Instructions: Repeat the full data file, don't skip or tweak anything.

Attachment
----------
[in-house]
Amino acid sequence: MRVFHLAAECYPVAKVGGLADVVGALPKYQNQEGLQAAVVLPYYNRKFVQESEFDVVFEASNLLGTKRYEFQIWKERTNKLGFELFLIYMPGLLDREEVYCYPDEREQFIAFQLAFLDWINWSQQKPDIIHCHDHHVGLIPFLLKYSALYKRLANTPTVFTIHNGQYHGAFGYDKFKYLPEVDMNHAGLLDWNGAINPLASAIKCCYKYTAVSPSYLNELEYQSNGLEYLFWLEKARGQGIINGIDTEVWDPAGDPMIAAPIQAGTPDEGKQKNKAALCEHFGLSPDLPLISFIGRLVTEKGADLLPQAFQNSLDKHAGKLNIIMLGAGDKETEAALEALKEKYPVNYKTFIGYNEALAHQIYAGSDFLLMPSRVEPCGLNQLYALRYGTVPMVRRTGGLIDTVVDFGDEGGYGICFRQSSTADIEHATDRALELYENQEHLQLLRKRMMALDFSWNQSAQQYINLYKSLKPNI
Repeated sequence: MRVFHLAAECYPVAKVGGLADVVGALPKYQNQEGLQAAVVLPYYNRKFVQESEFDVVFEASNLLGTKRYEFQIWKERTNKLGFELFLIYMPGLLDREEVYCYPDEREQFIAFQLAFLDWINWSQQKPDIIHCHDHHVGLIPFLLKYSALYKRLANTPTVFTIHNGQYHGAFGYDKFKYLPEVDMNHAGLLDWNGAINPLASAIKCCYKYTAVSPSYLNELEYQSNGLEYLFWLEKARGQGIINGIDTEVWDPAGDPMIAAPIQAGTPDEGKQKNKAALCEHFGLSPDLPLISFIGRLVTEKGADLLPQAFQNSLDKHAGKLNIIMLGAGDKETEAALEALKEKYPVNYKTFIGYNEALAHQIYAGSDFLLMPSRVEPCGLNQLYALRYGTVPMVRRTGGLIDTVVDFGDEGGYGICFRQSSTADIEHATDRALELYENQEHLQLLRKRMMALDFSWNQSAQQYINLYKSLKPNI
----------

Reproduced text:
[in-house]
Amino acid sequence: MRVFHLAAECYPVAKVGGLADVVGALPKYQNQEGLQAAVVLPYYNRKFVQESEFDVVFEASNLLGTKRYEFQIWKERTNKLGFELFLIYMPGLLDREEVYCYPDEREQFIAFQLAFLDWINWSQQKPDIIHCHDHHVGLIPFLLKYSALYKRLANTPTVFTIHNGQYHGAFGYDKFKYLPEVDMNHAGLLDWNGAINPLASAIKCCYKYTAVSPSYLNELEYQSNGLEYLFWLEKARGQGIINGIDTEVWDPAGDPMIAAPIQAGTPDEGKQKNKAALCEHFGLSPDLPLISFIGRLVTEKGADLLPQAFQNSLDKHAGKLNIIMLGAGDKETEAALEALKEKYPVNYKTFIGYNEALAHQIYAGSDFLLMPSRVEPCGLNQLYALRYGTVPMVRRTGGLIDTVVDFGDEGGYGICFRQSSTADIEHATDRALELYENQEHLQLLRKRMMALDFSWNQSAQQYINLYKSLKPNI
Repeated sequence: MRVFHLAAECYPVAKVGGLADVVGALPKYQNQEGLQAAVVLPYYNRKFVQESEFDVVFEASNLLGTKRYEFQIWKERTNKLGFELFLIYMPGLLDREEVYCYPDEREQFIAFQLAFLDWINWSQQKPDIIHCHDHHVGLIPFLLKYSALYKRLANTPTVFTIHNGQYHGAFGYDKFKYLPEVDMNHAGLLDWNGAINPLASAIKCCYKYTAVSPSYLNELEYQSNGLEYLFWLEKARGQGIINGIDTEVWDPAGDPMIAAPIQAGTPDEGKQKNKAALCEHFGLSPDLPLISFIGRLVTEKGADLLPQAFQNSLDKHAGKLNIIMLGAGDKETEAALEALKEKYPVNYKTFIGYNEALAHQIYAGSDFLLMPSRVEPCGLNQLYALRYGTVPMVRRTGGLIDTVVDFGDEGGYGICFRQSSTADIEHATDRALELYENQEHLQLLRKRMMALDFSWNQSAQQYINLYKSLKPNI